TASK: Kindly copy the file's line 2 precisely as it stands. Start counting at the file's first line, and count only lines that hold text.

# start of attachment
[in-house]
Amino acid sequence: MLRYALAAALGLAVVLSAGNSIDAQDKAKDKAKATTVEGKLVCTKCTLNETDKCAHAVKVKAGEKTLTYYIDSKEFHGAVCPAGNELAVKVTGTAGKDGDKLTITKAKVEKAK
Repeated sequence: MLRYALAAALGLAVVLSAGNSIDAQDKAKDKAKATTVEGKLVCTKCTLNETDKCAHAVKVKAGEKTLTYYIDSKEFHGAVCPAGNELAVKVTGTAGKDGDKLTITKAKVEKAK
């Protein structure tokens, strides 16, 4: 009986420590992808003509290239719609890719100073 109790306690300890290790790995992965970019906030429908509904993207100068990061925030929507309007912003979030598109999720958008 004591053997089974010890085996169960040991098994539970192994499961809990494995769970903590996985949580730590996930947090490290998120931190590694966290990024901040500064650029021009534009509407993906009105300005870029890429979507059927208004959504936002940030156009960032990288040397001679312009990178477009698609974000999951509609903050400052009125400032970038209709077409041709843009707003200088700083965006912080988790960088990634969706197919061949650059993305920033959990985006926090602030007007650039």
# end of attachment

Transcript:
Amino acid sequence: MLRYALAAALGLAVVLSAGNSIDAQDKAKDKAKATTVEGKLVCTKCTLNETDKCAHAVKVKAGEKTLTYYIDSKEFHGAVCPAGNELAVKVTGTAGKDGDKLTITKAKVEKAK